Ecosystem Looks to Boost APIs
QuantHouse forecast that the buyside will be adopting API technology in the next ten to 15 years as the firm launches an ecosystem to accelerate API use in trading.
Stephane Leroy, business co-founder and chief revenue officer at QuantHouse, told Markets Media: “In the past 25 years technology has been screen-based as users have been human. Our new initiative is to link users who are robots through APIs.”
QuantHouse provides systematic trading infrastructure solutions including ultra-low latency market data, algo trading development frameworks, proximity hosting and order routing. The firm has launched its ‘qh API Ecosystem’, which is designed to accelerate the adoption of multi-asset class API-based automated trading tools, AI and machine learning services. Leroy continued that ecosystem is being used by 550 companies, including prime brokers, buyside and exchanges, which he said is the largest network of API users.
“This transition is already taking place but the API ecosystem will accelerate this process and expand the community of users,” added Leroy. “For example, firms now need separate APIs to connect to the LSE and Euronext but the Quanthouse API Ecosystem will provide a ‘one size fits all’ API connection process.”
As a result of this acceleration, Leroy predicted that the buyside will start to adopt API technology in the next ten to 15 years. He added: “But human portfolio managers will not have disappeared.”
Leroy continued that Quanthouse’s API technology also makes it easier to meet MIFID II requirements such as trading on new venues, finer time synchronisations and new stress tests when the regulations come into force in the European Union at the start of next year.
Stéphane Boujnah, chief executive of pan-European exchange operator Euronext, said in a speech at the Trader Forum in Barcelona last week that exchanges must think differently as regulation is about to drive deep change in market structure and shift more assets to organised transparent markets.
“Like in any other industry, technology is compressing the value chain and making it more transparent – bringing the buyside closer to issues of market structure,” he added.
MiFID II places double volume cap limits on equities trading in dark pools and Boujnah said platforms must help institutional investors find and execute block trades more efficiently.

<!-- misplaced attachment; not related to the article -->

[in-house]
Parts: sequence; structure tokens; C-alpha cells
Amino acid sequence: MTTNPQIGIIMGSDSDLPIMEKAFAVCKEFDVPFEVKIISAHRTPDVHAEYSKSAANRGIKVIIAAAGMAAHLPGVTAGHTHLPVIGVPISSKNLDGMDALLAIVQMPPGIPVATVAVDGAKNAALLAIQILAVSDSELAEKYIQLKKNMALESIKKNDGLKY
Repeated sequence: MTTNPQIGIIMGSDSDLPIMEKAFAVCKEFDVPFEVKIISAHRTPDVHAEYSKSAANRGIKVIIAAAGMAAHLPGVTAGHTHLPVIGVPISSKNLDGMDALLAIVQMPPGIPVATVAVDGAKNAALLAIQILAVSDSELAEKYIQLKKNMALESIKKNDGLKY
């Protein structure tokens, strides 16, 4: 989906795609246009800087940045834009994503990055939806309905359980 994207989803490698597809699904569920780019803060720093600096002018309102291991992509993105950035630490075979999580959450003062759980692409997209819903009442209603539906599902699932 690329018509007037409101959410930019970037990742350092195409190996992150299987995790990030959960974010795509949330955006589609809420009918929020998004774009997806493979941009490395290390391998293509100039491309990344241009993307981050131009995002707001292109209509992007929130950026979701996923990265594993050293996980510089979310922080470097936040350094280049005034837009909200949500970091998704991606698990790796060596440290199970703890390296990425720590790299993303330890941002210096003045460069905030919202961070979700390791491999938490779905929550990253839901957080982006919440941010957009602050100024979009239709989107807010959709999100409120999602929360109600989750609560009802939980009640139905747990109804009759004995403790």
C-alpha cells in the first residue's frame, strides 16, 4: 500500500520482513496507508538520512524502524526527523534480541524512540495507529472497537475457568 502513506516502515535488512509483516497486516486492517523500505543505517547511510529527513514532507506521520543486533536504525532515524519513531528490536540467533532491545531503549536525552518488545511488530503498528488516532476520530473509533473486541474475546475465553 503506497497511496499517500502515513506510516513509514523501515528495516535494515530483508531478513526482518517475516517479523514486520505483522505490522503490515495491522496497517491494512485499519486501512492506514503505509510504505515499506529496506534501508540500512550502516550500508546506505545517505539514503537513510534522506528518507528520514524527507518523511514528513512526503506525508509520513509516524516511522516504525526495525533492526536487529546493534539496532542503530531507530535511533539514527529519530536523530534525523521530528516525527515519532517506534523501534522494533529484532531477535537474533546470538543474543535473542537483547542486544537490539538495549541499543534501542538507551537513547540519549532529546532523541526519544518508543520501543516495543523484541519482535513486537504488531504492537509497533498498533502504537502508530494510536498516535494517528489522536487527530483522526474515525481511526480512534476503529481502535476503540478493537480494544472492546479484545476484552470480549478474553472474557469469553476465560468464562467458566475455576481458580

“But rather than predicting the death of dark trading, Euronext believes there will be an evolution of market structure to accommodate dark execution strategies within the MiFID II framework,” he added. “Dark execution strategies respond to specific market needs to reduce market impact through information leakage and to lower transaction costs. These needs are not going away.”
To meet these new requirements the exchange operator has launched Euronext Block, a regulated venue to allow institutions to trade blocks proactively.
“Users can invite trusted counterparties to submit block liquidity using Euronext Block’s Invitation to Trade (ITT) mechanism,” added Boujnah. “Euronext Block will support both buyside and sellside trading communities by bringing liquidity together in a single order book allowing true price discovery as well as enabling potential price improvement.”
Christian Voigt, senior regulatory adviser at Fidessa, said in a blog this month that block trading is likely to gain attention, and might even see “another golden age” under MiFID II, as large-in-scale trading is exempt from the dark pool caps and some transparency requirements.
“The regulatory burden for dark trading below the LIS barrier will increase due to the double volume cap,” said Voigt. “But even more importantly, equities deemed liquid by Esma will have very few options other than block trading above LIS.”
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